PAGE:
Welcome to Skate City

Roller skating opportunities are growing more abundant

Walking is great and running is grand, but Juneau residents have a strong desire to glide — through the air, across snow or ice, or even the plain old ground. Roller skating has been making a comeback in Juneau and a group of enthusiastic locals want to make it more accessible. Welcome to Skate City.


This Sunday afternoon, don’t worry about the cold weather gear, just dust off your quad skates or roller blades and head to Centennial Hall, where you can get the skating rink experience, up to and including the disco ball.

The folks behind Taku RollerSports have been doing their best to bring skating to the masses, with classes available for adults and youth, and the Sunday open skate at Centennial Hall, dubbed Skate City.


Skate City

Skate City is an open skate event offered Sunday afternoons from 3 to 6 p.m.

“We have a DJ, mirrored ball, play games and, basically, it’s the old fashioned skating rink for an afternoon,” Kelly “Midgimoto” Moore said.

“I remember a place opening up over at the Mendenhall Mall called “Skateland” in the late ‘70s. From the moment I stepped into the place, I felt this overwhelming desire to skate as a young teenager,” said skater Charlene Flood, who has been skating since. “After being away from Juneau 30 years, I finally came home and in the back of my mind there were things I looked for that were no more. The old bridge was gone, Nibus has moved, and Skateland was no more.”

This Sunday afternoon’s Skate City will be the third of its kind, and Moore said organizers have seen a 25 percent increase in participation since the first event, and she hopes to see a lot more people in attendance.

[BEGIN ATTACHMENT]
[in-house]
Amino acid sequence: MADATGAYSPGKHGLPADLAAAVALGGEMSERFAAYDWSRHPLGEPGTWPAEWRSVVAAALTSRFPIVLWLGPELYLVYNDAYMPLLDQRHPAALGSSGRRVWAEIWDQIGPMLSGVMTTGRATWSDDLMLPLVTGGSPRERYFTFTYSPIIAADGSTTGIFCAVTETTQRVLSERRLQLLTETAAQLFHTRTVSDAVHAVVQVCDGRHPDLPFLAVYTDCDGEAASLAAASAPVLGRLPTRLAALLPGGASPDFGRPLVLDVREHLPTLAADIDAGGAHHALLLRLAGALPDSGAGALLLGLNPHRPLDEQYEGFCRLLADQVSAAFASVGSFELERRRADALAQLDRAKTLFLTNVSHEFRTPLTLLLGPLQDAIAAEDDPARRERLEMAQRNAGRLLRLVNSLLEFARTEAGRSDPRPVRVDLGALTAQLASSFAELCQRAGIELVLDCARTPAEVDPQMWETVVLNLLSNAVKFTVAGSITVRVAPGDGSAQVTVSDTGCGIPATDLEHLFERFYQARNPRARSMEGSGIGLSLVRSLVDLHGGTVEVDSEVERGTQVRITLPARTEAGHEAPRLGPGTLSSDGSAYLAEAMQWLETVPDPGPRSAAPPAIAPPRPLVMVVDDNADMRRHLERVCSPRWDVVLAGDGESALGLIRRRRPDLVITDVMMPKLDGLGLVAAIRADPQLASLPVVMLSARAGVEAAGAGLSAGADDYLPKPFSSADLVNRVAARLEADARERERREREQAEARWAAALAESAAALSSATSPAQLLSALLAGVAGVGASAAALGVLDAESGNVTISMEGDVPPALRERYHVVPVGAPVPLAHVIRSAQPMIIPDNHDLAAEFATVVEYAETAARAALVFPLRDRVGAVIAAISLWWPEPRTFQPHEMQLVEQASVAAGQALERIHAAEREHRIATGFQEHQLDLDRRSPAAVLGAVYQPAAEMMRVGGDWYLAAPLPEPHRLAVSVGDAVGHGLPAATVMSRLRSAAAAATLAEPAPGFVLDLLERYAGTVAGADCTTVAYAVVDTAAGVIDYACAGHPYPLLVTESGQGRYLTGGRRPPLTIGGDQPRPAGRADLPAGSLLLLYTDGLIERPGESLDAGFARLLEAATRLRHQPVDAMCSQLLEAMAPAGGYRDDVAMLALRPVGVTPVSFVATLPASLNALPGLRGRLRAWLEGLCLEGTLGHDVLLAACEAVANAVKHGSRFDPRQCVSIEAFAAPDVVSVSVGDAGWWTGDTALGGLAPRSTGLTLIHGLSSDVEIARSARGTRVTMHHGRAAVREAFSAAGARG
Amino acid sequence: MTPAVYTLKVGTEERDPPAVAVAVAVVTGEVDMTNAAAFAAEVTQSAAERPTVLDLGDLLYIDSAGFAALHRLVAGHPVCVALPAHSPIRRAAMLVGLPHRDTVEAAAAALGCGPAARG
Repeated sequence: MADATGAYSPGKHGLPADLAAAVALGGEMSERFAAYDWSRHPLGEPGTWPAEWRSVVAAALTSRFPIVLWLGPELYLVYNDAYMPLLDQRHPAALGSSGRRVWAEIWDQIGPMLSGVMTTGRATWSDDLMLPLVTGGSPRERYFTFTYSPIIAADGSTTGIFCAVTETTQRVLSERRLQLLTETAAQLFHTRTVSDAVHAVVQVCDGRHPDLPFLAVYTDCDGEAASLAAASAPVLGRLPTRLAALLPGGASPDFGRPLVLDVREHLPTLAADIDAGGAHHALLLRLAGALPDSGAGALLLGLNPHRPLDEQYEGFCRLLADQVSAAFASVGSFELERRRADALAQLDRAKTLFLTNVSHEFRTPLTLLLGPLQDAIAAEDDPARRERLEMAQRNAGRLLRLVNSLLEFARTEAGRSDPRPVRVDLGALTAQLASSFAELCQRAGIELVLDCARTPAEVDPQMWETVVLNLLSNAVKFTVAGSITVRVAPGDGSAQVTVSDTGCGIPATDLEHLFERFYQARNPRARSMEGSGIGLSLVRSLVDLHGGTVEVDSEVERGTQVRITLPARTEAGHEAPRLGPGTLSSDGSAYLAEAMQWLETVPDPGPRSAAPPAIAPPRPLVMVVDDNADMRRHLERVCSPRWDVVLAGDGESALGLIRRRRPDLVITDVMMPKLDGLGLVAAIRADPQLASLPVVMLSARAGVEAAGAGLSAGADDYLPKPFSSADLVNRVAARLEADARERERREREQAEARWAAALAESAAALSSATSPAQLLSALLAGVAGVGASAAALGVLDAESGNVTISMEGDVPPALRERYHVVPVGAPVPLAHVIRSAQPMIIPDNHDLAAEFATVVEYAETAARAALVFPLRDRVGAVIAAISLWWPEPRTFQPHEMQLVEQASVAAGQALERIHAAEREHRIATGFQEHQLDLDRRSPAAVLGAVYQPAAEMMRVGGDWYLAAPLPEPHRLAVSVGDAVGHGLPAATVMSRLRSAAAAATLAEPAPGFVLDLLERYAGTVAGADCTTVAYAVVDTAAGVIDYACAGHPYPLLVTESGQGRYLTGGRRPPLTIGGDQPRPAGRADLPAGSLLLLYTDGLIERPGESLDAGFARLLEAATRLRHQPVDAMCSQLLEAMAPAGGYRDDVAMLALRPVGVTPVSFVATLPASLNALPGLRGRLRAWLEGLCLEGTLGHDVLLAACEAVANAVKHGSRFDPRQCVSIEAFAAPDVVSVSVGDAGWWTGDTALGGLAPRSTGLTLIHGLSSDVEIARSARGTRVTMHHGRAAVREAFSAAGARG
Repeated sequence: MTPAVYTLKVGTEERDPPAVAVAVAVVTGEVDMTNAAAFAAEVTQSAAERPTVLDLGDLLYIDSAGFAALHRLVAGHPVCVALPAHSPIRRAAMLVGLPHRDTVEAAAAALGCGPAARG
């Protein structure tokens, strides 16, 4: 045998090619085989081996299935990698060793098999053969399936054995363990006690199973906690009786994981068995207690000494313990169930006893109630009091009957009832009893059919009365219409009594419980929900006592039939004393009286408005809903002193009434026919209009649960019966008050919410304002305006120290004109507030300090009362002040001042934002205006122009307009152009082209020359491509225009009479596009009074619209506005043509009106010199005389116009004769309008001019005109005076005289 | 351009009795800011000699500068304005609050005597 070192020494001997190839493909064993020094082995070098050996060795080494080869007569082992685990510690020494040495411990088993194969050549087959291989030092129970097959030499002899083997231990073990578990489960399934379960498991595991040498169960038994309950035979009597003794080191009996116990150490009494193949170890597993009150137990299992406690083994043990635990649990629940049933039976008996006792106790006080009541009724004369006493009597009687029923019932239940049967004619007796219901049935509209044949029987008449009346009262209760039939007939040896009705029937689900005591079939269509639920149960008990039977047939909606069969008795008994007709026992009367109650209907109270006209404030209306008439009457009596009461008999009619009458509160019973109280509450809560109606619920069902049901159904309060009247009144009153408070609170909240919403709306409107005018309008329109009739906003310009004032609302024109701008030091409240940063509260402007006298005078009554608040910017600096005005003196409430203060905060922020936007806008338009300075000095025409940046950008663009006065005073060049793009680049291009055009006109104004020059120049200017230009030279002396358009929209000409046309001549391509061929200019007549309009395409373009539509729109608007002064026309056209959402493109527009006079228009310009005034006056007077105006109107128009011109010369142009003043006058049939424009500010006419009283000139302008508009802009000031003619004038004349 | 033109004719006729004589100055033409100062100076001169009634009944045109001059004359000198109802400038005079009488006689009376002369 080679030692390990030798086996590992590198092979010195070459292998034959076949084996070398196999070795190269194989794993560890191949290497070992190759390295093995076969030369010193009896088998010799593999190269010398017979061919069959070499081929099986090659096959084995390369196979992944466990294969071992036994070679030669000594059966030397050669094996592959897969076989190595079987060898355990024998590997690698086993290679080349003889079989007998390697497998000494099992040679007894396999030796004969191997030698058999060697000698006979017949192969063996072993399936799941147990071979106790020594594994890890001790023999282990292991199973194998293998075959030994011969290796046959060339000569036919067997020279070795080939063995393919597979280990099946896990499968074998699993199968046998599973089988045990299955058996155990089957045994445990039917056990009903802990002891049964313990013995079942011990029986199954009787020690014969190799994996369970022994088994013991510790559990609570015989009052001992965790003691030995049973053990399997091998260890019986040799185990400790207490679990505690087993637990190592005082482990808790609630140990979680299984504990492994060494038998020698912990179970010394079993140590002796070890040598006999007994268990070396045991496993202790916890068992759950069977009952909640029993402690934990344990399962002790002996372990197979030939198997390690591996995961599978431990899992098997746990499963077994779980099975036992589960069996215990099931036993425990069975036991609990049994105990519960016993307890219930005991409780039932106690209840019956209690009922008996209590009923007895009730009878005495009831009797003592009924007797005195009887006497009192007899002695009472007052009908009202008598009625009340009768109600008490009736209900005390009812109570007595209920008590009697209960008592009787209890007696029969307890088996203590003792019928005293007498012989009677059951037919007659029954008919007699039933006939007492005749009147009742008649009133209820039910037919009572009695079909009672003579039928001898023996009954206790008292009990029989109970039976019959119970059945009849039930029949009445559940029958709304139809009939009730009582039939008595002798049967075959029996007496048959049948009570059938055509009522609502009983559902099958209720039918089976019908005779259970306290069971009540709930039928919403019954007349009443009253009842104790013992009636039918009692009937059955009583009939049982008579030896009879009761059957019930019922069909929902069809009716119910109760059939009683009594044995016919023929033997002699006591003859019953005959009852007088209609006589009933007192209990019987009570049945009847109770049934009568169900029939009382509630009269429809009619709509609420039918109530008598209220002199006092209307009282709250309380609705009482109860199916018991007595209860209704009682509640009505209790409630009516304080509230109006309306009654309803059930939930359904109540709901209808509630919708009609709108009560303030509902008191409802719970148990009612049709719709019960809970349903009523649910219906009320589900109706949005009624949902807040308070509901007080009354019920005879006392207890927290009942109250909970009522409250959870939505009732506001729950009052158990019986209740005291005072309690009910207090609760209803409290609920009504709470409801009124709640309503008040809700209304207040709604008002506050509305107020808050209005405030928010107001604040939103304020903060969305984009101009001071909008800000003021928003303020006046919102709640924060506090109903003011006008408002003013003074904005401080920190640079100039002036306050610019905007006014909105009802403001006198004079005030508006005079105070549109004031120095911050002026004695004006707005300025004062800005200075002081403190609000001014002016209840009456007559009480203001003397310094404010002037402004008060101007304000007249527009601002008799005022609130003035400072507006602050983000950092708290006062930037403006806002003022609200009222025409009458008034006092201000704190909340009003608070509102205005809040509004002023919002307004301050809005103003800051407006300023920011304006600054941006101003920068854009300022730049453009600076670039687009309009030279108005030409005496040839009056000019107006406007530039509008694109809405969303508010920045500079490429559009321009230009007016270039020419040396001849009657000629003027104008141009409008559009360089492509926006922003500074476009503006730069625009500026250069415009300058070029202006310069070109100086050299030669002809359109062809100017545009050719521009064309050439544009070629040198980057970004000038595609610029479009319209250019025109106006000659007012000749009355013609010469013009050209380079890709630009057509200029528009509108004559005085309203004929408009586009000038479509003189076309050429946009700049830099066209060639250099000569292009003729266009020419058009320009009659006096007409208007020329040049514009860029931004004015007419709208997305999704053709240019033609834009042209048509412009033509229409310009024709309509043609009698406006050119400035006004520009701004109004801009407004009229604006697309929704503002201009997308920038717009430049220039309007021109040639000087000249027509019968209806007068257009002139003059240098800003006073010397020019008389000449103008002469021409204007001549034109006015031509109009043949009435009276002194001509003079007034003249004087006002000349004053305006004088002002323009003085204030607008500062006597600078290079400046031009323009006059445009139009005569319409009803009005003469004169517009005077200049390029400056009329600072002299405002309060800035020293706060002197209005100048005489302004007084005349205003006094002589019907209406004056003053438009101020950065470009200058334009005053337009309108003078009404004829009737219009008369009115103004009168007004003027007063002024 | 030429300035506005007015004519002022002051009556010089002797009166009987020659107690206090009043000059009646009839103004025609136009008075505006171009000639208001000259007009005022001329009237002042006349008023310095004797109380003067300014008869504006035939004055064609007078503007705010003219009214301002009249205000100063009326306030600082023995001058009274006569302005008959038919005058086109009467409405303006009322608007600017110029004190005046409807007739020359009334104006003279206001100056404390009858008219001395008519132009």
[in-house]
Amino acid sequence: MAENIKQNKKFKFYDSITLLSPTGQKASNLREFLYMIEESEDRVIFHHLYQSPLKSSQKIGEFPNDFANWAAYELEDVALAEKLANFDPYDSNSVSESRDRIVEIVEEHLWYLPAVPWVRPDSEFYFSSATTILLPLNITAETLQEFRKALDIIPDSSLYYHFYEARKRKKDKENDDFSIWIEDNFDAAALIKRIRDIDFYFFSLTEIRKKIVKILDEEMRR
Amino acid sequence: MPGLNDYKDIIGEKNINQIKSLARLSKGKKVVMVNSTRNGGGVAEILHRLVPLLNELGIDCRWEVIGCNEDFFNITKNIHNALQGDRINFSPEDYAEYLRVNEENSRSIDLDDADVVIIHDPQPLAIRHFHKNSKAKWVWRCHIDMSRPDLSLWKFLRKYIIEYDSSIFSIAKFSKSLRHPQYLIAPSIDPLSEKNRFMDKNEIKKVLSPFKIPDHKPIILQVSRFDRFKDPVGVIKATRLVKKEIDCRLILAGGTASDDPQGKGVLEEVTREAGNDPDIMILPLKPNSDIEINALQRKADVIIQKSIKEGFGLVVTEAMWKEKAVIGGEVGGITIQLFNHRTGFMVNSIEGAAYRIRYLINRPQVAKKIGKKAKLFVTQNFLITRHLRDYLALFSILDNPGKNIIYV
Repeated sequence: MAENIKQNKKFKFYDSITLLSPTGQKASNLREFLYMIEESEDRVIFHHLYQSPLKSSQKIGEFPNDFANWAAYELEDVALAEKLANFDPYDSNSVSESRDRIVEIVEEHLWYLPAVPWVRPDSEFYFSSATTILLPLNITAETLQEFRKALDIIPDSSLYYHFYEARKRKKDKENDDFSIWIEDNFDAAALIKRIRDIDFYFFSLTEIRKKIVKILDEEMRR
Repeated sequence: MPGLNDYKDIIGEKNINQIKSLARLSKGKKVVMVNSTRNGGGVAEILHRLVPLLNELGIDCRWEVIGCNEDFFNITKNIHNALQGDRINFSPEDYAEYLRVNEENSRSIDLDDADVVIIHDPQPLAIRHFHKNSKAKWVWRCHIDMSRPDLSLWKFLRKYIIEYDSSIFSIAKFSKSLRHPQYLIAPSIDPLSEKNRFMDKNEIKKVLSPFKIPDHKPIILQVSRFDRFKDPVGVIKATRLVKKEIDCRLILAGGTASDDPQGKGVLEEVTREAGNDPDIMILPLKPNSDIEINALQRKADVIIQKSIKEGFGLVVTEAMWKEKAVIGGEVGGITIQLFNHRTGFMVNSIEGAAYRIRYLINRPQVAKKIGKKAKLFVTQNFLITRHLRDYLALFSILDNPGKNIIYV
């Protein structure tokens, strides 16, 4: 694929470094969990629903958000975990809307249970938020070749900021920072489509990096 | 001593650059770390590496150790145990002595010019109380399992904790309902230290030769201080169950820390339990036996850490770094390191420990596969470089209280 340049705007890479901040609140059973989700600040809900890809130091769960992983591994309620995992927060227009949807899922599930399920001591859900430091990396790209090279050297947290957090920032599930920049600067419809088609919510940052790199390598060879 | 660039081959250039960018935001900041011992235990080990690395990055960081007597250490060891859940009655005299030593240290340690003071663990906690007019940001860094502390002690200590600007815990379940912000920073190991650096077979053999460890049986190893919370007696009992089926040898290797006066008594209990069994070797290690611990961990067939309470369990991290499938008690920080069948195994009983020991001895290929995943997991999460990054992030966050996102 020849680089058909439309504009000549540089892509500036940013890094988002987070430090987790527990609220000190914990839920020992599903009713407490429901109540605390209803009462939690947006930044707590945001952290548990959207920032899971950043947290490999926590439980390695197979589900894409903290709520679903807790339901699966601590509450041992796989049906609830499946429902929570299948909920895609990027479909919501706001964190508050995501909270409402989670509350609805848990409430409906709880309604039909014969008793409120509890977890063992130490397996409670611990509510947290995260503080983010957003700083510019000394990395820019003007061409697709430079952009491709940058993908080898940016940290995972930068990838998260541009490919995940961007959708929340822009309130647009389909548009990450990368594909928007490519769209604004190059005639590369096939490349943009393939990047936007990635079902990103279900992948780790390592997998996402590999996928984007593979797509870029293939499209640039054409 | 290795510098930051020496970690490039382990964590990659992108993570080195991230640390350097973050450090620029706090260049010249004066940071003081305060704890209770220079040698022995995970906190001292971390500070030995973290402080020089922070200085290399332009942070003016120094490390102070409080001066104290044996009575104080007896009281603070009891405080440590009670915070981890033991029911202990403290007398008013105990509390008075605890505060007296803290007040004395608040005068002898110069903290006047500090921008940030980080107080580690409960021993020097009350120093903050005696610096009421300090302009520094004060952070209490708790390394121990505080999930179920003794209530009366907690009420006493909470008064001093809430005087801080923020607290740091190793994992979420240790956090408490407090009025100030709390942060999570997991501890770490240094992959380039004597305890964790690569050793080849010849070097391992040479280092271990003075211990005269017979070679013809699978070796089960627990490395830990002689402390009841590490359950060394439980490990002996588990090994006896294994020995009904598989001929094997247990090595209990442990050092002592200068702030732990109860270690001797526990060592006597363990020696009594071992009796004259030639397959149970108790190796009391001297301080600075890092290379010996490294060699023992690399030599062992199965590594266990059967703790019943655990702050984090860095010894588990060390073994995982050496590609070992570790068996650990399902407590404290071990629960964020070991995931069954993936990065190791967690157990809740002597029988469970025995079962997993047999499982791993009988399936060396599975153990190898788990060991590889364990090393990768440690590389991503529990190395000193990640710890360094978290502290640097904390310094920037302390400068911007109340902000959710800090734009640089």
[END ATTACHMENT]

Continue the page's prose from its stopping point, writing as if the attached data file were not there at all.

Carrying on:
“It’s a great family bargain,” Moore said. Adults, ages 11 and up, are $10 each and kids, ages 3-10, are $5. Kids 2 and under are free and non-skating adults are free. “This was set up so that parents could come and enjoy the time watching their kids.”

For those who might be a bit wobbly on skates, Moore, and other skating coaches and instructors are always on hand to help.

“We at TRSC want you. We are accepting of anybody who wants to try skating out. We are hoping to grow and eventually offer once a month co-ed scrimmages, junior roller derby and as always, fun skates. We are here for the community of Juneau,” Shonda “Money Honey” Belknap said.

If you can’t bring your own, there is a very limited amount of skates available for loan, but they go quickly. This Sunday afternoon, Taku RollerSports will host 2n1 Skate Shoppe, who will be selling skates and gear. 2n1 Skate Shoppe is a a full-service roller derby gear and service shop based in Anchorage, and is owned and operated by roller girls.


Skate School

Practice makes perfect with Taku RollerSports.

Moore has been skating regularly since her youth.

“I have been skating most of my life. My parents taught me how to skate when I was about 6 years old. They each stood on the end of a hallway in our home and pushed me back and forth,” Moore said. “My parents were teens in the ‘50s and skating was a big part of the dating culture.  They taught me to skate. and I’ve taught my children. In fact, I taught my husband as well.”

Belknap first learned as a child, but didn’t get on skates again until 2010 when she got involved with Juneau Rollergirls.

Both Moore and Belknap were coaches with Juneau Rollergirls before forming Taku RollerSports.

Moore teaches adult skating classes Thursday evenings at the JACC, open to women and men, ages 17 and up. She’s in the process of getting certified as a Derby Lite Instructor.

“We have brand new skaters to roller derby veterans,” Moore said, “No matter what kind of skater you are, we have a place for you.”

Belknap and Julie “Empending Doom” Peters work with the kids’ camp, Sundays at noon at Marie Drake Gymnasium, organized through Community Schools. This class is available for youth ages 7 to 17. Heather “Edith Bumpher” Gilchrest, the third founder of the group, helps with both the youth and adult classes.